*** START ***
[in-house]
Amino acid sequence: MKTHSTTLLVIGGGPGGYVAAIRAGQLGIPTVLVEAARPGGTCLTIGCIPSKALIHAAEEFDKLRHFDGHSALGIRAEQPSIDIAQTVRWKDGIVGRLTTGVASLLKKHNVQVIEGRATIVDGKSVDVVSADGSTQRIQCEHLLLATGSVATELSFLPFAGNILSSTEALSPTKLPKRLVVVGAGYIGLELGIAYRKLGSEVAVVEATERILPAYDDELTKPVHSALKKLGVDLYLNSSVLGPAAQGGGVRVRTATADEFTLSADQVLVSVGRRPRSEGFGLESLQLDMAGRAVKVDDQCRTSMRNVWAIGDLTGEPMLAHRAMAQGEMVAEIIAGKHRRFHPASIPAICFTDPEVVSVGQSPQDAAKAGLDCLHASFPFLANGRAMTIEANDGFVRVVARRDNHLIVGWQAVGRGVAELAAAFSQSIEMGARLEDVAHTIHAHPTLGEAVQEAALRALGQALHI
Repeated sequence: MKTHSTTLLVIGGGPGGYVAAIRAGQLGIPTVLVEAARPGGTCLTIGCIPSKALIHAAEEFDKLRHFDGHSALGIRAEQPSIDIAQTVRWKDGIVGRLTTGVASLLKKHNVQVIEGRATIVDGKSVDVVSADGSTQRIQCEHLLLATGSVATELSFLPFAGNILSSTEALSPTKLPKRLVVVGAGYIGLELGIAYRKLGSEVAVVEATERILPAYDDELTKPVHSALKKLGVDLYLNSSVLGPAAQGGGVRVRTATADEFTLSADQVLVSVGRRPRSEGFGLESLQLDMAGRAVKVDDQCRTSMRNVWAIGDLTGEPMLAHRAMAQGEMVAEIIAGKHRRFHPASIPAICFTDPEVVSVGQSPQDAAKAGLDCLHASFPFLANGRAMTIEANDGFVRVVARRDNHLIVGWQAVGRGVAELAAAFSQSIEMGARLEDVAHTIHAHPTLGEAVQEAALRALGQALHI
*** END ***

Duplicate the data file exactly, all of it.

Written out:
[in-house]
Amino acid sequence: MKTHSTTLLVIGGGPGGYVAAIRAGQLGIPTVLVEAARPGGTCLTIGCIPSKALIHAAEEFDKLRHFDGHSALGIRAEQPSIDIAQTVRWKDGIVGRLTTGVASLLKKHNVQVIEGRATIVDGKSVDVVSADGSTQRIQCEHLLLATGSVATELSFLPFAGNILSSTEALSPTKLPKRLVVVGAGYIGLELGIAYRKLGSEVAVVEATERILPAYDDELTKPVHSALKKLGVDLYLNSSVLGPAAQGGGVRVRTATADEFTLSADQVLVSVGRRPRSEGFGLESLQLDMAGRAVKVDDQCRTSMRNVWAIGDLTGEPMLAHRAMAQGEMVAEIIAGKHRRFHPASIPAICFTDPEVVSVGQSPQDAAKAGLDCLHASFPFLANGRAMTIEANDGFVRVVARRDNHLIVGWQAVGRGVAELAAAFSQSIEMGARLEDVAHTIHAHPTLGEAVQEAALRALGQALHI
Repeated sequence: MKTHSTTLLVIGGGPGGYVAAIRAGQLGIPTVLVEAARPGGTCLTIGCIPSKALIHAAEEFDKLRHFDGHSALGIRAEQPSIDIAQTVRWKDGIVGRLTTGVASLLKKHNVQVIEGRATIVDGKSVDVVSADGSTQRIQCEHLLLATGSVATELSFLPFAGNILSSTEALSPTKLPKRLVVVGAGYIGLELGIAYRKLGSEVAVVEATERILPAYDDELTKPVHSALKKLGVDLYLNSSVLGPAAQGGGVRVRTATADEFTLSADQVLVSVGRRPRSEGFGLESLQLDMAGRAVKVDDQCRTSMRNVWAIGDLTGEPMLAHRAMAQGEMVAEIIAGKHRRFHPASIPAICFTDPEVVSVGQSPQDAAKAGLDCLHASFPFLANGRAMTIEANDGFVRVVARRDNHLIVGWQAVGRGVAELAAAFSQSIEMGARLEDVAHTIHAHPTLGEAVQEAALRALGQALHI